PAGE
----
ALLISON: Yes, there are terrible things that we should not have done and yet we need to teach our kids about the history because if you do not know your history, you are destined to repeat it. But unfortunately, we now see parents or adults who are preventing having the full truth being taught.

I used to be a school teacher. And I don't actually think that teachers who don't want to be taught -- teach the full truth. It is the administrators that are putting some constraints on them. As a teacher, you have an obligation and a responsibility to teach verbs, nouns, the revolutionary war, and the Civil War. You cannot pick and choose the facts that you want to teach.

You also have an obligation to teach students critical thinking skills and it is very clear that the students in York and all around the country are saying, I smell BS and I'm not buying it and I want a full, complete story of this country and I will use my critical thinking skills to discern what is good policy and bad policy.

And it's the adults that are not leading and we are relying on young people yet again to save us from poor leadership of adults that should not be in the positions that they are in.

LEMON: So, Scott, listen, we are talking about Sesame Street, Rosa Parks book. This isn't controversial stuff. It's enlightening. The right and the Fox propaganda network love to attack safe spaces and cancel culture. They are all about pushing back against censorship. Isn't this -- you know, this school board being hypocritical here? Isn't this about censoring and cancelling books?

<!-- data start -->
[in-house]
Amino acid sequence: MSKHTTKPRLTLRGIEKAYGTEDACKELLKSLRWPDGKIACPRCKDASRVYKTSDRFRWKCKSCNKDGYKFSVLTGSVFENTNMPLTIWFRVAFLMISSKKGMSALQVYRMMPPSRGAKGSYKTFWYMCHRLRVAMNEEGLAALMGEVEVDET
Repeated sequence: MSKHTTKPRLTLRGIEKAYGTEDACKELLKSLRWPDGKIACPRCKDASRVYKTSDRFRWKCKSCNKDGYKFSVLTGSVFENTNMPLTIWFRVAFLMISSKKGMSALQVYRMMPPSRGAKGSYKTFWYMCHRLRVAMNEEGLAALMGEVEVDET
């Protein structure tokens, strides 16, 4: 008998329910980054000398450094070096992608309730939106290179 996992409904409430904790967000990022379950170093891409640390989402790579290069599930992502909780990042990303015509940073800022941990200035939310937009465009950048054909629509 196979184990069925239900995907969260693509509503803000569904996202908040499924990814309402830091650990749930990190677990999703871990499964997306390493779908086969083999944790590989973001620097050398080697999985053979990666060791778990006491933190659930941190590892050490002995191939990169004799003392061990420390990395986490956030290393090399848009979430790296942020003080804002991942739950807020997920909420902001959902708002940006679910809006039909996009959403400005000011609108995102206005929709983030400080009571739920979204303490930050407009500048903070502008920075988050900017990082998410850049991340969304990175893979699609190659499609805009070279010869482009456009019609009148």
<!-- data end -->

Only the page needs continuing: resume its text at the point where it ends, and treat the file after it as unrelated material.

JENNINGS: Well, I read the list of materials that was on the banned list and I found a lot of, you know, variance there. I mean the Sesame Street episode, biography about Rosa Parks seems to be far different kind of material than the book "White Fragility," which I can't begin to imagine why that is in a public school.

So there is some stuff on there that seems perfectly reasonable to have in a school and some stuff that, you know, I am not necessarily a fan of being part of a school curriculum nor would I think most parents would be. If they are concerned about their kids being sent into a school and being told because you were born white in America, you are inherently rotten and racist, we are going to fix it.

So, it strikes me that there is a middle ground here and the middle ground is number one, banning materials is not a good idea. I read in the CNN story that we just posted a couple hours ago that not only were they taken out of the curriculum, but they were pulled off the library shelves.

It strikes me that all materials could live in a library and if students wanted to access materials and use them for book reports and things, that should be perfectly fine. It also strikes me that there is a huge difference between some of the things that were banned and others that were banned that maybe ought to be re-reviewed.